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Date: 26 Apr 2010 20:50:33
Title: Kauehi

Hello Friends                    "15:49.4S 145:07.1W"
 
We had an interesting passage south west from Fatu Hiva: anything from 7 to 45 knots of wind and all sorts of odd sea conditions. On the last night, right at the end of Michael's watch, a couple of spots of rain were followed only seconds later by the wind accelerating from 15 to 40 knots in less than 15 seconds, leaving us no time to reduce sail. We rounded up predictably, tacked involuntarily and lay hove to, with rather too much sail, until the squall passed and we could continue on our way.
 
On the last morning, Michael noticed that the towgen had ceased to spin and (rather pessimistically) assumed that the tow rope had frayed through and fallen into the deep. In fact on hauling it in we found that a shark (we presume) had taken a fancy to the white spinning blades and bitten them off. Fortunately the solid stainless shaft is robust enough for sharks and as we were unusually using the larger blades, so we were able to fit the smaller normal blades and carry on.
 
The bitten blades are supposed to be 50% bigger than the ones fitted...
 
 
Anyway, we made it to the Tuamotus OK, though we went into Kauehi as we were a little later than expected and decided to enter our first atoll in good light at noon. Despite the various dire warnings about entering the passes -
 
- oops ! I need to explain all this don't I ?
 

 
Quick Note on Atolls...
 
The accepted theory is that atolls are the remains of sunken volcanoes which had a fringing barrier reef. So you start with a volcano - like the Marquesas; it acquires a coral reef and then looks a bit like Tahiti; then the volcano sinks under its own weight and the coral grows fast enough to stay near the surface where the polyps can grow OK. The coral keeps growing to the surface as the land sinks and thus the outer sides of the atoll are very steep - more or less a vertical wall. The inside lagoon grows coral too but typically they seem to have modest depth of 30 metres or so.
 
Many of the lagoons have passes in through the reef, some navigable by yachts. But as the tide sloshes in and out of the lagoon (Kauehi is about 10 miles across) through a narrow pass (Kauehi - about 300m wide by less than 10m deep) then the currents in the pass can be substantial and cause overfalls and standing waves, dangerous to small craft, so you're supposed to enter at slack low water.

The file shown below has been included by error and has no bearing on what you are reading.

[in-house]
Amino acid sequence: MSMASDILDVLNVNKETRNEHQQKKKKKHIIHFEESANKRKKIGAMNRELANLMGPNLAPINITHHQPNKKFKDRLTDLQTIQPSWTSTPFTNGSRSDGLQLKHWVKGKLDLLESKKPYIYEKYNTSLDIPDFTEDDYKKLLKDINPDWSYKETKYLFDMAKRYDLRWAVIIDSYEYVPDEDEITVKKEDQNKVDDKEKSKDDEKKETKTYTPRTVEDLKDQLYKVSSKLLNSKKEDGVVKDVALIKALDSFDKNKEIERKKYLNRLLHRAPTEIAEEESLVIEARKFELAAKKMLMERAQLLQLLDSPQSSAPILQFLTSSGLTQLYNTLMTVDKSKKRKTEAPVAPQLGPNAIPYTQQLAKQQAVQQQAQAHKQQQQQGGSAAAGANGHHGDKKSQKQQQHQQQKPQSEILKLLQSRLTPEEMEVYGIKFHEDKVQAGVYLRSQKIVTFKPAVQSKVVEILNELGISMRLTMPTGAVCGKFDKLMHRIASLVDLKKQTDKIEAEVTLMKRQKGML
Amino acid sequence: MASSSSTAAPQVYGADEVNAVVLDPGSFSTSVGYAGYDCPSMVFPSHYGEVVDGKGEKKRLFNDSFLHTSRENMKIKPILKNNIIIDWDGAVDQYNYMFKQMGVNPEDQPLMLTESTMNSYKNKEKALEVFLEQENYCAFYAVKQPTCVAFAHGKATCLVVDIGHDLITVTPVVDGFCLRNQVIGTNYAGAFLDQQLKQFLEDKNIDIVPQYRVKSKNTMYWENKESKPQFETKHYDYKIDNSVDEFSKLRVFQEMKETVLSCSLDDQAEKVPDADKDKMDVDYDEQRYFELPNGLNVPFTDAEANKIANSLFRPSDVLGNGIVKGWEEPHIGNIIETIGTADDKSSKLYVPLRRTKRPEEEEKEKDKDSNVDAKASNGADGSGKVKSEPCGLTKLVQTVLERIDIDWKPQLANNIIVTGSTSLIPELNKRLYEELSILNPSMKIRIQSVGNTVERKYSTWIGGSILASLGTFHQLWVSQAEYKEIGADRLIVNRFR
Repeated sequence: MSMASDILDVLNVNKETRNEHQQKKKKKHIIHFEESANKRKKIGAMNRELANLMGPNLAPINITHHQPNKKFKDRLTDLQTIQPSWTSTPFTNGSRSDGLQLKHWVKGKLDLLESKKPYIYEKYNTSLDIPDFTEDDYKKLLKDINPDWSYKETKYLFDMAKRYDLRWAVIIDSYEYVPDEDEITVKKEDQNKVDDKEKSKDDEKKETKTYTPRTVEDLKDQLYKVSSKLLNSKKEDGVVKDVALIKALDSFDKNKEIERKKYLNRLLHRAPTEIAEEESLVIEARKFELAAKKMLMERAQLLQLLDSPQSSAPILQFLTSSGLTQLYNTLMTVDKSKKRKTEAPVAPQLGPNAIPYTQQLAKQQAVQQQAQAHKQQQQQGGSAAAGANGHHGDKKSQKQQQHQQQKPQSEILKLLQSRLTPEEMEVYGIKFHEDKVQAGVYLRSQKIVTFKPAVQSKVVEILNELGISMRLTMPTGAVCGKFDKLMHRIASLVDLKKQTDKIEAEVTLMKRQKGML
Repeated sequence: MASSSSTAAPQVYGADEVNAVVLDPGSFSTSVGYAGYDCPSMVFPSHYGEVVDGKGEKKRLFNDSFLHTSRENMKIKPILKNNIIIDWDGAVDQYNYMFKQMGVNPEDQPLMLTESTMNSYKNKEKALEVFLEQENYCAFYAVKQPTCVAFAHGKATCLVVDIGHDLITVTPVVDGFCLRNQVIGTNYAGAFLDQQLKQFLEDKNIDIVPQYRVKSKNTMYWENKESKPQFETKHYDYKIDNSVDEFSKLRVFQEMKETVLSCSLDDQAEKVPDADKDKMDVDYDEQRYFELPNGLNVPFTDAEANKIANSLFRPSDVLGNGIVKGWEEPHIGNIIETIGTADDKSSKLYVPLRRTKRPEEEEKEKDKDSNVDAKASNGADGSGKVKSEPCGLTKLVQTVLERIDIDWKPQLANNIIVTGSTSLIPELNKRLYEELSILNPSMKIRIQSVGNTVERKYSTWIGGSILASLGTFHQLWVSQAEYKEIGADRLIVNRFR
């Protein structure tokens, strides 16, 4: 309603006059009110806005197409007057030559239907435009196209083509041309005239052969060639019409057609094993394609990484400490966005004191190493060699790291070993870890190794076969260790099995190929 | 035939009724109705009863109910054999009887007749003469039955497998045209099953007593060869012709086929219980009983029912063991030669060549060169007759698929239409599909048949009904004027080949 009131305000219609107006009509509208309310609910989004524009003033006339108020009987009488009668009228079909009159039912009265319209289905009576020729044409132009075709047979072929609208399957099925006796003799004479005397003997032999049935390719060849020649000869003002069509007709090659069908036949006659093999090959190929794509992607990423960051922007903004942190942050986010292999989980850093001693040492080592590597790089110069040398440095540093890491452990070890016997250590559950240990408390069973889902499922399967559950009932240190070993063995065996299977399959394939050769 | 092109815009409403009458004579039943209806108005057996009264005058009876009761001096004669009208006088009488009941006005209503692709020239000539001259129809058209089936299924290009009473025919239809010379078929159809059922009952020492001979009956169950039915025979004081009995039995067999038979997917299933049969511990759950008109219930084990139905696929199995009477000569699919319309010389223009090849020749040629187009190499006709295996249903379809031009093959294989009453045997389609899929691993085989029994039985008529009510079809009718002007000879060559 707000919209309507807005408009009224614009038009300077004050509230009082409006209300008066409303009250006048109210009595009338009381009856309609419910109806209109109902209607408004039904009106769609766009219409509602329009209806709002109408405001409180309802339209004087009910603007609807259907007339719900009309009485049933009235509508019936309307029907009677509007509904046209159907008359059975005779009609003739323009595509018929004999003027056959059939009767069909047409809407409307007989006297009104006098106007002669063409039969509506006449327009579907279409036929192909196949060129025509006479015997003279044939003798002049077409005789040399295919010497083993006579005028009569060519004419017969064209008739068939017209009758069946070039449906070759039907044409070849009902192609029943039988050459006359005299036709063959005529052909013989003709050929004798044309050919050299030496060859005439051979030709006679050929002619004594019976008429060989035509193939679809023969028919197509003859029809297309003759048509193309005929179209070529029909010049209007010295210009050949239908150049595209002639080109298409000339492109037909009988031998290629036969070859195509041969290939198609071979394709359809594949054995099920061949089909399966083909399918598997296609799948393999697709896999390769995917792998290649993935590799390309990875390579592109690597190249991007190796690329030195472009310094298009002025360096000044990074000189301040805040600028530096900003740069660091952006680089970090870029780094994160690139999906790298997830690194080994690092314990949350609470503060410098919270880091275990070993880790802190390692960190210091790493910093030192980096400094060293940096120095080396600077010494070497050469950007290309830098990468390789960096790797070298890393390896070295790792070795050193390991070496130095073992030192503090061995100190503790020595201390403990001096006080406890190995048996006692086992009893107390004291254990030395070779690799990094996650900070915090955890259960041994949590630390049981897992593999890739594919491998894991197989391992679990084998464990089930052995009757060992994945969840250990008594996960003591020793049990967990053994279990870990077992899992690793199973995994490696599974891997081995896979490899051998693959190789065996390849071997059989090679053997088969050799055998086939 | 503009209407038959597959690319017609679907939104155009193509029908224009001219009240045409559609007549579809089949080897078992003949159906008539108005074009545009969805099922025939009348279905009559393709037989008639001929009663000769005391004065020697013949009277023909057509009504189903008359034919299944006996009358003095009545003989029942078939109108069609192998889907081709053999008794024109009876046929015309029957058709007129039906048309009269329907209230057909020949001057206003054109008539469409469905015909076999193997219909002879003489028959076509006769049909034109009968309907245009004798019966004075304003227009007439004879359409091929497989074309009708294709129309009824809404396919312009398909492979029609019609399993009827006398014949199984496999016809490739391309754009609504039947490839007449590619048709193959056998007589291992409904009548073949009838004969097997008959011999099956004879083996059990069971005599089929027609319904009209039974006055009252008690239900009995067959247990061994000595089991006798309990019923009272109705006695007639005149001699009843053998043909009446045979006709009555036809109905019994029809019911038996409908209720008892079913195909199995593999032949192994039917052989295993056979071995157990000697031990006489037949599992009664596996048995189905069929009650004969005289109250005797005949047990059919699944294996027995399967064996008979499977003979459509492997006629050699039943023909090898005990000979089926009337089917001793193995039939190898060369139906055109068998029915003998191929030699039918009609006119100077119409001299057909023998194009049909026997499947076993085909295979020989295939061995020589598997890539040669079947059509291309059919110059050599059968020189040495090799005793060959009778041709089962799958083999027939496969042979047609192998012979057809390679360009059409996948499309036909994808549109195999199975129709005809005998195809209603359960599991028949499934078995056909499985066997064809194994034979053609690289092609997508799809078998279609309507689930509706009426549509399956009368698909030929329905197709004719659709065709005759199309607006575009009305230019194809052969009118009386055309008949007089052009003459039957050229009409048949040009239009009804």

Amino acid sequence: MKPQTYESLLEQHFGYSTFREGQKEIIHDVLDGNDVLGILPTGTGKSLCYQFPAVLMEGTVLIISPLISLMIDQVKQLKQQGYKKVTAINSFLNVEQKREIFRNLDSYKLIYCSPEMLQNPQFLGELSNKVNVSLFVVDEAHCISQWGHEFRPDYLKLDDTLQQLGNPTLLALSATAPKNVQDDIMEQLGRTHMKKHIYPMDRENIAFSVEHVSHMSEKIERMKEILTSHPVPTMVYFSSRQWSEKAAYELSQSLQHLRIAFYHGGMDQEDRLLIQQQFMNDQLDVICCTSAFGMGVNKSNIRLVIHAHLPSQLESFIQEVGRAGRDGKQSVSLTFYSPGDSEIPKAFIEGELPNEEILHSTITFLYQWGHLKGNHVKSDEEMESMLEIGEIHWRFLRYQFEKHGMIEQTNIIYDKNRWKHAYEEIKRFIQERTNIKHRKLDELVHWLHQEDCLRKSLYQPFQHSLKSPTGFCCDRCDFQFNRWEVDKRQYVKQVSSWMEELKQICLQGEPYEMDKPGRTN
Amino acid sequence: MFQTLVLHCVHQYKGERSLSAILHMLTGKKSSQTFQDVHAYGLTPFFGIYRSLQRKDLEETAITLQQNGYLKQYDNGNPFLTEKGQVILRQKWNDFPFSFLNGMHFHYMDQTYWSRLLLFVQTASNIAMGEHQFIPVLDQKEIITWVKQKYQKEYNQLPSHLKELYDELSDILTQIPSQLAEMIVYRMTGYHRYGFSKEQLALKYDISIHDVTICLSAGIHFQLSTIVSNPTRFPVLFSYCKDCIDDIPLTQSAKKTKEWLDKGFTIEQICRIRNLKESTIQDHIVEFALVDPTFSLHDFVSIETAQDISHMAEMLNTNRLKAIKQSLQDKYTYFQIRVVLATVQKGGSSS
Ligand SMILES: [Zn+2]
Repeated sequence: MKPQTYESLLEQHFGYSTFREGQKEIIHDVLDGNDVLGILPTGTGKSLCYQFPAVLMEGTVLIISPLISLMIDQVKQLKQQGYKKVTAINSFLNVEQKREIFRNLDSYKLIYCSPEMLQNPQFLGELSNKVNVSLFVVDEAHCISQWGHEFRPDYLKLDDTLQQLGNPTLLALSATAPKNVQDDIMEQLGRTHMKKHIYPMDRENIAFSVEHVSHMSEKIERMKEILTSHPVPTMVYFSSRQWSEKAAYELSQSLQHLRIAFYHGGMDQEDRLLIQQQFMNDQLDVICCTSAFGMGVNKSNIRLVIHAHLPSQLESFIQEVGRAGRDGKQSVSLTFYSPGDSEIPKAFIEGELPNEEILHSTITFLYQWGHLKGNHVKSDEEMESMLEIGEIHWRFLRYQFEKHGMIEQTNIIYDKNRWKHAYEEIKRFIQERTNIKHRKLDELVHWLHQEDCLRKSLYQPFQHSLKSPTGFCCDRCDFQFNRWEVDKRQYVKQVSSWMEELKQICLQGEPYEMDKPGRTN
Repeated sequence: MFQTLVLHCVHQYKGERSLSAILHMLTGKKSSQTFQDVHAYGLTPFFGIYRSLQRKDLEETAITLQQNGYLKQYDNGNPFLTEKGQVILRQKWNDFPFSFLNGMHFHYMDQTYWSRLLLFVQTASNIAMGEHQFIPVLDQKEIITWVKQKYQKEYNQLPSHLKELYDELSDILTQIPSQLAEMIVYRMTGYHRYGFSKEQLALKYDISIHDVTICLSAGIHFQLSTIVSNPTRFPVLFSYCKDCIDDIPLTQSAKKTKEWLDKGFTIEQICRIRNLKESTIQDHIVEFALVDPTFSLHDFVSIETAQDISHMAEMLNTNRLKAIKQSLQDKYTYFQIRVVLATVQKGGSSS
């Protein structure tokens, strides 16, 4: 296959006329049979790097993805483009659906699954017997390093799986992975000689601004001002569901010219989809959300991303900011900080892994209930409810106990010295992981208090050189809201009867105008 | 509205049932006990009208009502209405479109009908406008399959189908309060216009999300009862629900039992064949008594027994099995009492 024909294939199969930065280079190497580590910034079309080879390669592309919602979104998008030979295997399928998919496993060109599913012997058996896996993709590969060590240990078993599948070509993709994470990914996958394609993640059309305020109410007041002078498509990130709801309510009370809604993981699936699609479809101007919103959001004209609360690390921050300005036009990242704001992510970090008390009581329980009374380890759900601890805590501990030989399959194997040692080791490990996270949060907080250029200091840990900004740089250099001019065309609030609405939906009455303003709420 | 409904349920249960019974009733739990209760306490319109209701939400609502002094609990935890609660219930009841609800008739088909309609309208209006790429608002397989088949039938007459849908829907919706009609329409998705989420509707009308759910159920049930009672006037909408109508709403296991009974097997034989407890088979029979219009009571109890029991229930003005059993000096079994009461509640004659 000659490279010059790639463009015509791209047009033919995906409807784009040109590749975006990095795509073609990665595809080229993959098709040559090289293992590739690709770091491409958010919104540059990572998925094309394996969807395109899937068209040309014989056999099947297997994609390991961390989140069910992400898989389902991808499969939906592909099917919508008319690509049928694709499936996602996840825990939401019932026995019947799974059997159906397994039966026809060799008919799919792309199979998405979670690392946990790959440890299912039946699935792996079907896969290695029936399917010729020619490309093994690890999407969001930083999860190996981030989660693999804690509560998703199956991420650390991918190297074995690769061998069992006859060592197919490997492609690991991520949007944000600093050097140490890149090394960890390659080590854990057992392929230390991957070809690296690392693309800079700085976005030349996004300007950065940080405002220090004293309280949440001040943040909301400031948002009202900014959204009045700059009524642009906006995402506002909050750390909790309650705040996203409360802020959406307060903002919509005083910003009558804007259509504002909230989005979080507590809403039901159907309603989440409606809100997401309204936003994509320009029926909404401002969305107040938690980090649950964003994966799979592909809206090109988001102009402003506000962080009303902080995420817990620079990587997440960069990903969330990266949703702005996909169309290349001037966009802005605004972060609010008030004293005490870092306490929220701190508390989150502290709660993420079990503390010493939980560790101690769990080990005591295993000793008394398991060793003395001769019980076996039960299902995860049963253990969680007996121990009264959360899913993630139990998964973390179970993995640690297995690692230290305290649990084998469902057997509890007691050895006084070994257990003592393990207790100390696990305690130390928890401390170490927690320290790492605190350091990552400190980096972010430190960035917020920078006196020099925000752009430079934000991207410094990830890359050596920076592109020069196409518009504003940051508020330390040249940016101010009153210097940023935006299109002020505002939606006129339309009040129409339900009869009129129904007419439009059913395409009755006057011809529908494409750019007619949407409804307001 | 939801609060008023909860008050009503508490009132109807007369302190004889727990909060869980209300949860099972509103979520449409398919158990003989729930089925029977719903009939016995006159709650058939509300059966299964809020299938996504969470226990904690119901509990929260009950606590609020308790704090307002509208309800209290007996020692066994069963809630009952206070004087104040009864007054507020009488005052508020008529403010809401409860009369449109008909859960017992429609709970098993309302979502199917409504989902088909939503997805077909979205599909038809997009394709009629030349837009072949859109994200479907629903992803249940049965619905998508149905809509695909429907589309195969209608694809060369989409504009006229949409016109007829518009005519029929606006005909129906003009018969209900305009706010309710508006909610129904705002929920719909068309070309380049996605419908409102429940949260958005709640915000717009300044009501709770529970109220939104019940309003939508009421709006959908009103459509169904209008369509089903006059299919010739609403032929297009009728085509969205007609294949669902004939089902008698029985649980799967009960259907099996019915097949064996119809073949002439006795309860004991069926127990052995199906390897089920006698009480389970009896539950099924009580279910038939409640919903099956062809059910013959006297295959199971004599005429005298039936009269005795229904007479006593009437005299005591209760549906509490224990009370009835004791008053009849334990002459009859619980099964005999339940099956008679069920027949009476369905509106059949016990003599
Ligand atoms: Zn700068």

OK, I hope Atolls 101 helped. So after a voyage of more than 500 miles, you're supposed to time your arrival  to the hour at slack low water. Mmmm , tricky.
 
So we sailed slowly past the entrance to Kauehi and looked at the waves with the binos - there were some modest waves as the strong inflowing current on the rising tide was met by 15-20 knots winds across the lagoon causing predictable turbulence. But Blue Sky is a substantial craft and we've been in severe conditions in Biscay and the Mona Passage, so having carefully checked, we motored in. A couple of the larger waves did wet the foredeck and a couple of spots of spray actually hit the skippers sunglasses, but otherwise all OK. It's also an area that has been carefully surveyed and we were using about 5 different data sources to cross check details. Once through the waves, we reset the genoa and sailed 9 miles at high speed across the flat water of the lagoon to the village, just in time for lunch.
 
Here's the view of Kauehi from Blue Sky:
 
 
The village - or Kauehi City as they seem to rather grandly refer to it - is a neat collection of homes along the beach. There are a couple of small shops, one of which did sell ice cream, so everything the cruising sailor needs.
 
Here's George & Michael in the main street (well, the only street):
 
 
Amazingly the locals had found the need to build speed bumps on this road - goodness knows why as there can't be more than a handful of cars around. The population is so small that if anyone were going a little fast, surely it would be obvious who and the Mayor could just pop round and have a quiet word?
 
So after a stroll and ice cream, we repaired to Blue Sky for a swim and lunch, normal procedure really.
 
We leave you with this image of a pig's life in Kauehi (actually a very friendly pig) Blue Sky on horizon :
 
 
That's it for this episode of the Blue Sky blog, next stop Fakarava.
 
Best Wishes
 
George, Michael and Simon
 
 
 
 
 
 
 
 
 
 
 
 

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